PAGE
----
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Resika is a “consummate colorist” in his prints as well as paintings. These Provincetown landscapes reveal his fluid technique -structuring layered imagery of trees as the window into the horizon line ,sky and lighthouse. “Like Picasso…… Resika is an artist for whom printmaking is considerably more than an addendum to working with oil on canvas. It is a vital—indeed, inseparable–component of his vision. Newcomers to Resika’s prints will glean that much in short order and revel in the amplitude he brings to the venerable artform….” Mario Naves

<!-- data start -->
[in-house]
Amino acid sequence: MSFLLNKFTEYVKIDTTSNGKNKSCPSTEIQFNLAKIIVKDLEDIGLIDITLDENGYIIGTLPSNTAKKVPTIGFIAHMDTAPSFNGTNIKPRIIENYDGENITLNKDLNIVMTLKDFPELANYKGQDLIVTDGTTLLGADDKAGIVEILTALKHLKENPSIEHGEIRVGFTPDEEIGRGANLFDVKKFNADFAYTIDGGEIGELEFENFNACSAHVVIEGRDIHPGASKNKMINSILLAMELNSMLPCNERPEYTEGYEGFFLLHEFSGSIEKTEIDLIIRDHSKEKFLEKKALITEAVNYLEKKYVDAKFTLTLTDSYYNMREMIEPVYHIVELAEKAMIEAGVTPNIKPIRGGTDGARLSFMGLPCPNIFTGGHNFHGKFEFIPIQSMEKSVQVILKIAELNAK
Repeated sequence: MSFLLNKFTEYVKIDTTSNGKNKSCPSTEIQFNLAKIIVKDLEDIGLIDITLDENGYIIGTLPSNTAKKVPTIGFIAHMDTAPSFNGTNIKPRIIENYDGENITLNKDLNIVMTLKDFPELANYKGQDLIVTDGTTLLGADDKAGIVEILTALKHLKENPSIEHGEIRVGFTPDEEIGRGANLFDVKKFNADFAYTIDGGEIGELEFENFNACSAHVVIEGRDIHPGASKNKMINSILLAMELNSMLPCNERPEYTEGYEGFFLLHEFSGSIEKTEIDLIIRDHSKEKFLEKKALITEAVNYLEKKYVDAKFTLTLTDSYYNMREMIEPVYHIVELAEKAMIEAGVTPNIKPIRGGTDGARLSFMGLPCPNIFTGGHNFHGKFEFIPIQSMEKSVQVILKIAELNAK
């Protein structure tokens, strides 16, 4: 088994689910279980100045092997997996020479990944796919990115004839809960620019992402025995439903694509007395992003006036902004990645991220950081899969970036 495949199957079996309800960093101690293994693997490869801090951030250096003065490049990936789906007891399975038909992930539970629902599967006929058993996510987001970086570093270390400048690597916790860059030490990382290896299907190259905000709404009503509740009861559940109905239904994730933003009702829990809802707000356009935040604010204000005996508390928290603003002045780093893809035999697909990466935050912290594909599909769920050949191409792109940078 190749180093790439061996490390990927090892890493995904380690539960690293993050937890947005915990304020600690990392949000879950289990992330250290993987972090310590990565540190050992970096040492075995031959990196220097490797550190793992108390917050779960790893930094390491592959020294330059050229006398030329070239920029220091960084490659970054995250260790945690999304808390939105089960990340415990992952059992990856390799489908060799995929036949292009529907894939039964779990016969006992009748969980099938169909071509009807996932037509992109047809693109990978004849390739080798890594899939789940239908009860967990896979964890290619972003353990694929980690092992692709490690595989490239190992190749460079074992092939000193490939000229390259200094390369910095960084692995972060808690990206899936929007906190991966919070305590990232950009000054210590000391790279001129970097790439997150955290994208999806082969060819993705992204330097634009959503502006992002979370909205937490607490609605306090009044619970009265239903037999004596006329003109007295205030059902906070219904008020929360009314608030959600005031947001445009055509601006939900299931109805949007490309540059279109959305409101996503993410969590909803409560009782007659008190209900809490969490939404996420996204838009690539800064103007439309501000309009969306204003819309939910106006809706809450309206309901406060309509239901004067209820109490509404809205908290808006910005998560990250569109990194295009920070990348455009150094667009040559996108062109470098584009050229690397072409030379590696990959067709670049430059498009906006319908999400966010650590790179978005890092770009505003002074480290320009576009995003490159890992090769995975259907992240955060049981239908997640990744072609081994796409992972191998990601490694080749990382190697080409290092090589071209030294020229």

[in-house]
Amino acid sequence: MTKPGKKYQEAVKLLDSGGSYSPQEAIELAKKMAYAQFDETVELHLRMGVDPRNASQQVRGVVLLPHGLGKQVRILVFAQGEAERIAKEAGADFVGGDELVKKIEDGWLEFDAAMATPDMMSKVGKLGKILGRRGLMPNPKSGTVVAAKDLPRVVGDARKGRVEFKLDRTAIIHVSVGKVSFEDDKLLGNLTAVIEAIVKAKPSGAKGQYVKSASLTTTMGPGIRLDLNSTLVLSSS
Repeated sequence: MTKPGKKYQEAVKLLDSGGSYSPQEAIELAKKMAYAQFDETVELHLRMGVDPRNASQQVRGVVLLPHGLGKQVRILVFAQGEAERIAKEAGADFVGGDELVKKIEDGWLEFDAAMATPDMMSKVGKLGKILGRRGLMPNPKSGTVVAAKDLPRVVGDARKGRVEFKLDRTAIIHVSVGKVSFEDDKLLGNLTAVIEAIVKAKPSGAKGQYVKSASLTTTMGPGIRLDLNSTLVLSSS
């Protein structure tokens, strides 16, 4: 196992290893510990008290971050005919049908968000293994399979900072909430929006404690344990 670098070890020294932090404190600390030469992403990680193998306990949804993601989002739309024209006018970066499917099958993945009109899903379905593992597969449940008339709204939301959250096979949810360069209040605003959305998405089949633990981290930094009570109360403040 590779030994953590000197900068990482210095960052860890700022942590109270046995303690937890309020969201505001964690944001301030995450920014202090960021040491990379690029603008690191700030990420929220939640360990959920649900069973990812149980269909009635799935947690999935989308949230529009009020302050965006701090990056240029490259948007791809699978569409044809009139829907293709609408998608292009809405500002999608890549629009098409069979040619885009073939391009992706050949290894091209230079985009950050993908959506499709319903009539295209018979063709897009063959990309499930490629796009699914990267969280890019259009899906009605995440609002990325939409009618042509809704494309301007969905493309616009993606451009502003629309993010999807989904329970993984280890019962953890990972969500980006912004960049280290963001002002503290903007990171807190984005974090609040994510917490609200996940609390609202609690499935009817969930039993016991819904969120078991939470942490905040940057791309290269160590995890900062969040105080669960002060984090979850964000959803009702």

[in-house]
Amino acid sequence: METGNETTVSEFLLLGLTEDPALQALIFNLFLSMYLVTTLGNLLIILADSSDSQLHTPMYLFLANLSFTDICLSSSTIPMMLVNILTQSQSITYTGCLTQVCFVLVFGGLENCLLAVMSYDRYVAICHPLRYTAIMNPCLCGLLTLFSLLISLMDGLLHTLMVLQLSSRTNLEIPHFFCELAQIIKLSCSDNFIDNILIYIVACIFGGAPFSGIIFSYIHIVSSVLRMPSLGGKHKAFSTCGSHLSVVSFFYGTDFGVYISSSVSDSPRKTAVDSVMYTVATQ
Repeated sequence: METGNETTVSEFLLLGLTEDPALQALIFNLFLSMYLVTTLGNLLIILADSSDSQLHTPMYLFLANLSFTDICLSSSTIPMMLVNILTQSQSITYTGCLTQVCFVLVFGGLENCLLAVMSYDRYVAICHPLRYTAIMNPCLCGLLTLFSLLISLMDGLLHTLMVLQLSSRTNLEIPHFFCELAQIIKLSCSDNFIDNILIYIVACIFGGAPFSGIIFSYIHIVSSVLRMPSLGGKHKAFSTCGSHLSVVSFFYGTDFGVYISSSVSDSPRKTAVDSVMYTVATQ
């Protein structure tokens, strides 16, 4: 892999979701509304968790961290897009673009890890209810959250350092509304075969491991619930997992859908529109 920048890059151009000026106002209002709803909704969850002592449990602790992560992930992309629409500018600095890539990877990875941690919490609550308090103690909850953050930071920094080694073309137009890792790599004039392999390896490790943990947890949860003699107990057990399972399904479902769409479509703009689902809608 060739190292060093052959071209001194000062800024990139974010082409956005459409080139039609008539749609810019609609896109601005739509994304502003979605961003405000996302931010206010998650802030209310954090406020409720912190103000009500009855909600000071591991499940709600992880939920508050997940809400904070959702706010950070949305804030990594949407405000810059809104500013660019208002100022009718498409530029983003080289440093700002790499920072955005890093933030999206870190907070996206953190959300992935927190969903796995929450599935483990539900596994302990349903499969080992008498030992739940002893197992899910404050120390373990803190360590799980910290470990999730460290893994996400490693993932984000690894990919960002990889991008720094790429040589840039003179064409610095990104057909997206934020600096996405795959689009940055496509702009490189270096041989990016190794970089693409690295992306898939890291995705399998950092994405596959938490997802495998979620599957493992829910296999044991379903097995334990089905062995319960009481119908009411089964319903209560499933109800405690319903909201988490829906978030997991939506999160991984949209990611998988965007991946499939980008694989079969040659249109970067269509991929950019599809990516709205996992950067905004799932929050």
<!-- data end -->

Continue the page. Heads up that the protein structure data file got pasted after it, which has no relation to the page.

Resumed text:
Paul Resika (b. 1928, New York, New York) is best known for his paintings of iconic Provincetown forms. His influences include Abstract Expressionism, Realism, and Impressionism. “Resika is recognized for the buoyancy of his palette and the basic shapes of his subjects, which are pared down to the simplest geometric forms—neat little houses in profiles and swishes of color that define the boats. His paintings are just a suggestion of a scene, but they are enough to spark a memory, evoke a mood, or illuminate a dream,” writes artist and critic Deborah Forman. The artist studied under Hans Hofmann as a teenager in New York and Provincetown before departing for Venice and Rome in 1950 to study the old masters. After casting aside Hofmann’s abstract principles, his Italian palette turned sober and descriptive. Upon his return to the United States, Resika devoted himself increasingly to the exploration of light and color, and the synthesis of abstraction and representation. Over his eight decade-long career, Resika has exhibited at the Peridot Gallery, Graham Modern, Long Point Gallery, Provincetown, Berta Walker Gallery, Provincetown, Hackett-Freedman Gallery, San Francisco, and Salander-O’Reilly Galleries, New York. Resika splits his time between New York and Truro, Massachusetts. Resika’s work is included in the collections of the Hood Museum of Art, the Metropolitan Museum of Art, the Museum of Modern Art, the Smithsonian American Art Museum, the Whitney Museum of American Art, and the Addison Gallery among numerous others. He is the recipient of a Guggenheim Fellowship (1984) and has been elected Academician at the National Academy of Design (1978) and the American Academy of Arts and Letters (1994).